For six days, Ishrel's caravan weltered in the deep drifts, the cameleers alternately singing to their camels and goading them with clubs, constantly dashing on foot here and there to square the loads. They gave violent shoves to bulges in woven sacks and tugged on ropes with the full weight of their bodies. For all their efforts, uneven loads were inevitable, causing strains to the camels' joints and bones. It did not take long for an inattentive master to lame a camel, and a lame camel was a dead camel, a communal feast. In that way, Allah provided for them all. It was his will, and there was no compensation for the camel's owner in this world. “We only feed you for Allah's sake,” says the Quran. “We desire from you neither reward nor thanks.”

On the seventh day, the irifi roared in from the southeast, and the sand swirled. Sidi Ishrel ordered the camels to be unloaded and camp made. In a hurry, the Arabs stacked their goods— iron, lumber, amber, shotguns, knives, scimitars, bundles of haiks, white cloth and blue cloth, blocks of salt, sacks of tobacco and spices— in a great pile. They circled up the camels and made them lie down.

All around them the sand blew so hard that the men could not open their eyes, and if they did, they could not see their companions or their camels even if they were nearly touching them. It was all they could do to breathe. Lying on their stomachs, Hamet and Seid inhaled through the sheshes wrapped around their heads and across their faces, which they pressed into the sand.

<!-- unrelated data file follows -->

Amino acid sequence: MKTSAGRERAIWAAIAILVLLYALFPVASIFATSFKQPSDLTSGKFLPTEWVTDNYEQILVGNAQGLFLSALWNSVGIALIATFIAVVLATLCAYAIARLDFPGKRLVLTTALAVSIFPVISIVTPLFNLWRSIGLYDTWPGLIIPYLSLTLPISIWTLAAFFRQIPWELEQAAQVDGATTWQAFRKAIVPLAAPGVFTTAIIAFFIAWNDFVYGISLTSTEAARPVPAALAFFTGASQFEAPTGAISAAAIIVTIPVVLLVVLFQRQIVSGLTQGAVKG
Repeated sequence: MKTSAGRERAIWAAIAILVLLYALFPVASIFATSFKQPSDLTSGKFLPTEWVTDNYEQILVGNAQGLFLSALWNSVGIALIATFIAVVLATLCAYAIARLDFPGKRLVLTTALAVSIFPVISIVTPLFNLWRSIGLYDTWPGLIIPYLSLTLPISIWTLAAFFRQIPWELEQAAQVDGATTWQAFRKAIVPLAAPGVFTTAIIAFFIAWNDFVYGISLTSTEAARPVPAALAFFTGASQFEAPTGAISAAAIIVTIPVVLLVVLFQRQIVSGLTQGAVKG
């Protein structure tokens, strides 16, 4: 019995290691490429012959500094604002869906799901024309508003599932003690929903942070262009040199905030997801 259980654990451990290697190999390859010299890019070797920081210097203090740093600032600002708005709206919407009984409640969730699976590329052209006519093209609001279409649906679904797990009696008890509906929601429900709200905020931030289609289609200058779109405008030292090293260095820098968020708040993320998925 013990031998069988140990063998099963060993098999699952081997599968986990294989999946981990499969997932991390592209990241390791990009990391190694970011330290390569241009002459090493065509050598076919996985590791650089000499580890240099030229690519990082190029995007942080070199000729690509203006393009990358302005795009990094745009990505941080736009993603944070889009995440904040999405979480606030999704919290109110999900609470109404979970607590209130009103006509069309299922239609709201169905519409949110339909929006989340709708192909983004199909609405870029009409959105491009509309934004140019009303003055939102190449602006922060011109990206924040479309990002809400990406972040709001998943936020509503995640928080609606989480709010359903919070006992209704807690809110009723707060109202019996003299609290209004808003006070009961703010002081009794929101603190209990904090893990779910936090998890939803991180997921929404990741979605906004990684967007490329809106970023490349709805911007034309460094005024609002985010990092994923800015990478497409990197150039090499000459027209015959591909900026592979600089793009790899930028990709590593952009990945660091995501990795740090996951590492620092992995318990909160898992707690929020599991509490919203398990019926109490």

They did not fear much for their camels, which have their own defenses: deep-set, hirsute ears and long eyelashes that protect against flying grit, collapsible nostrils that add moisture to the searing air they breathe, and eyes with lids so thin that they can close them during a sandstorm and still see. They did not worry about them overheating either, for camels have a unique ability to absorb heat in their bodies while their brains remain insulated and stable. They conserve their body water by not sweating or panting, instead retaining the heat during the day and releasing it later. On bitterly cold nights, their owners often took refuge in their warmth. As all good cameleers knew, these prized beasts were as impervious to the abuse of the desert as it was possible to be, and they were as long-lived as they were ornery, some reaching half a century in age. Many would outlive their masters.